Obesity increases the risk of several deseases, but some of the heart attacks are instantly fatal so they cost $0 to treat. Exercising reduces risk of many condition, but those who exercise have more injuries. If the health insurance run as car insurance, the insurance for athletes will be high as well. Having a lot of children earlier reduces woman’s risk of breast cancer. Shall women who have many children early pay less and those who have children after 30 pay more?

    Take another definition of “responsible behavior” – screening. In most cases, you need to screen hundreds or thousands of people for one person to benefit. This is of course extremely important to you if you are this one person, but it is expensive especially after you add numerous false positives and one little known effect of screening – overdiagnosis. Do you know how some forms of screening increase the number of people diagnosed with the desease? For those who don’t know “overdiagnosis” refers to finding cases of early cancer that are either indolent or so slow growing that they wouldn’t have spread within one’s lifetime if remained undetected. Should people who forgo screening pay more because they miss a chance of catching a potentially treatable cancer early or less because as a group they cost less; with some tests – a lot less?

    The biggest risk factor for all deseases is age. So, if health insurance works like car insurance, the older you get, the more you’ll pay. But this is the time when you need your insurance the most. Do you really want your premiums go up as the chance of your needing it increases and so do your out-of-pocket costs? What about the fact that car insurance skyrockets and you may be thrown out after an accident? Do you want your health insurance to skyrocket to the amount you cannot afford just as you are diagnosed with cancer?

  23. Adfecto says:

    @ Bill

    All I can say about your “Darwinistic” approach to medical care is that I hope you are never in a position of power. You really think that insurance companies would not discriminate and abuse the authority you would grant them? The minute someone got cancer they’d be kicked out the door by each and every insurance company. As you aged the rates would slowly increase until only the very wealthiest could possibly afford to pay. The day your child was diagnosed with an sever disease they would be dropped from the policy. Unabashed capitalism / libertarianism is not the perfect solution for every problem. Regulation is needed. Free markets don’t look out for the little guy. Unless you are willing to recognize that there is nothing really to debate with you. Finally, if this is truly how you feel I hope you change your tune when someone you care about is faced with a potentially expensive disease (believe me if you have any social network at all this WILL happen to you one day).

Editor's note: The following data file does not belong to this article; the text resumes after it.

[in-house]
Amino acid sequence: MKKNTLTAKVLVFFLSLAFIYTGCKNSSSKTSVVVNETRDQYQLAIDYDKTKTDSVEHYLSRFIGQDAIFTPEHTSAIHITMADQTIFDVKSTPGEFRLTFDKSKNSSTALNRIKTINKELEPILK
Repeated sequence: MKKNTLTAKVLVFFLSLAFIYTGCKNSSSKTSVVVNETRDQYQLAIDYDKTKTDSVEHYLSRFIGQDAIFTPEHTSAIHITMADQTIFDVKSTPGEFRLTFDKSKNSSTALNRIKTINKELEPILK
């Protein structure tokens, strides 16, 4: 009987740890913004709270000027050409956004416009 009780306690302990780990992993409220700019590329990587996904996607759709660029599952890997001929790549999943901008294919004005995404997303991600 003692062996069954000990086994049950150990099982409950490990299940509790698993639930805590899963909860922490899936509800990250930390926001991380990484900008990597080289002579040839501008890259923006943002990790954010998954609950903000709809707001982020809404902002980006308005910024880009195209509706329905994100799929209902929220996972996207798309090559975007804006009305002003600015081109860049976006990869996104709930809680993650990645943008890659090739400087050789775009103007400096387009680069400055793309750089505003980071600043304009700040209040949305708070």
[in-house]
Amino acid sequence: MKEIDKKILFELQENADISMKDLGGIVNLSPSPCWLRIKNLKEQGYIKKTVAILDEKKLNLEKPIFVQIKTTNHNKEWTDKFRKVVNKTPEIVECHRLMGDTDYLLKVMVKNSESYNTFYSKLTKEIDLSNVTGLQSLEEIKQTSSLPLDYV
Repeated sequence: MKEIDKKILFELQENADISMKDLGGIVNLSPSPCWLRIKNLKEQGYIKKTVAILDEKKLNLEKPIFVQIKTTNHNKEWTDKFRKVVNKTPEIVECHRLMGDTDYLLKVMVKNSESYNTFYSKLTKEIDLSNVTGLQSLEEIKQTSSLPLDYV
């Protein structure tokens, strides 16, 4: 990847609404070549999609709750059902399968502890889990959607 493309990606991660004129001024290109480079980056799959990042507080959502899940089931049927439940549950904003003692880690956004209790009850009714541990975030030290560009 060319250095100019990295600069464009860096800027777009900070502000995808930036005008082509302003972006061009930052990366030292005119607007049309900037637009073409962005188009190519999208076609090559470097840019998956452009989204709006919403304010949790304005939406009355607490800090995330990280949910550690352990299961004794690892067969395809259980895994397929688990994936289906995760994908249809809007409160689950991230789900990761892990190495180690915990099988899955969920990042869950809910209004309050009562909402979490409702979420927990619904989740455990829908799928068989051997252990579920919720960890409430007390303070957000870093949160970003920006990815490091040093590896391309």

24. Jon says:

    Sara,

    Sorry for the late response. I disagree with you 100%. The doctors *choose* to give price breaks to the insurance companies. Why? Well obviously it is still profitable for them to operate at that price level — otherwise they would literally be losing money dealing with the insurance companies and that would make no business sense.

    So the conversation that goes on in pretty much every doctor’s head goes something like this: “Hmm… XYZ Corp only wants to pay me $100 to do a physical. That’s outrageous! And yet, I’m still making huge amounts of money doing that. Okay so I’ll play their game. But those poor saps who don’t have insurance… hahaha I can still charge them $200 because they can’t do anything about it!”

    Or are you suggesting that doctors are willing to have “loss leaders” in the same vein as Walmart? Get them in the door with “low low prices” for physicals, then they’ll stay for the more expensive procedures later on? That doesn’t make sense either because that would be equally valid for uninsured patients.

    I’m not suggesting that doctors are *conspiring* with insurance companies. All I’m saying is that doctors have a choice about what price they operate at. They give a better price to insurance companies than to individuals. It’s still profitable for them to offer the lower price or they wouldn’t do it. There’s no disputing that and thus far I’ve not heard a decent explanation of the financial necessity of charging $X for certain patients and $X + 50% for other patients.